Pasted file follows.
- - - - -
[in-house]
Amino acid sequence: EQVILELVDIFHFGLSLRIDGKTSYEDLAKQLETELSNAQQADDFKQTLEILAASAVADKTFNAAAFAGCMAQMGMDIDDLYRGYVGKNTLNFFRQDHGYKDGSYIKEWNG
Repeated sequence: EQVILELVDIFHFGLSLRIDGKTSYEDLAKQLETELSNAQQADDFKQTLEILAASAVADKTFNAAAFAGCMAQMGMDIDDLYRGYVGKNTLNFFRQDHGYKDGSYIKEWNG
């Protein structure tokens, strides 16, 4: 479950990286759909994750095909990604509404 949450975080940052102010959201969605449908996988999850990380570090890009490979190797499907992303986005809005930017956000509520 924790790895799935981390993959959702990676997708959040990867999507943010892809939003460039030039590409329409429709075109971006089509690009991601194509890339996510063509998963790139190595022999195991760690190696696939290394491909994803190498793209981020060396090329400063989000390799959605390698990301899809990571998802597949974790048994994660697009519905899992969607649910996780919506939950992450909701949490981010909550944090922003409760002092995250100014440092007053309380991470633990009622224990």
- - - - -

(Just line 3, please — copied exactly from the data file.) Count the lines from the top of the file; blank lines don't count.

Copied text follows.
Repeated sequence: EQVILELVDIFHFGLSLRIDGKTSYEDLAKQLETELSNAQQADDFKQTLEILAASAVADKTFNAAAFAGCMAQMGMDIDDLYRGYVGKNTLNFFRQDHGYKDGSYIKEWNG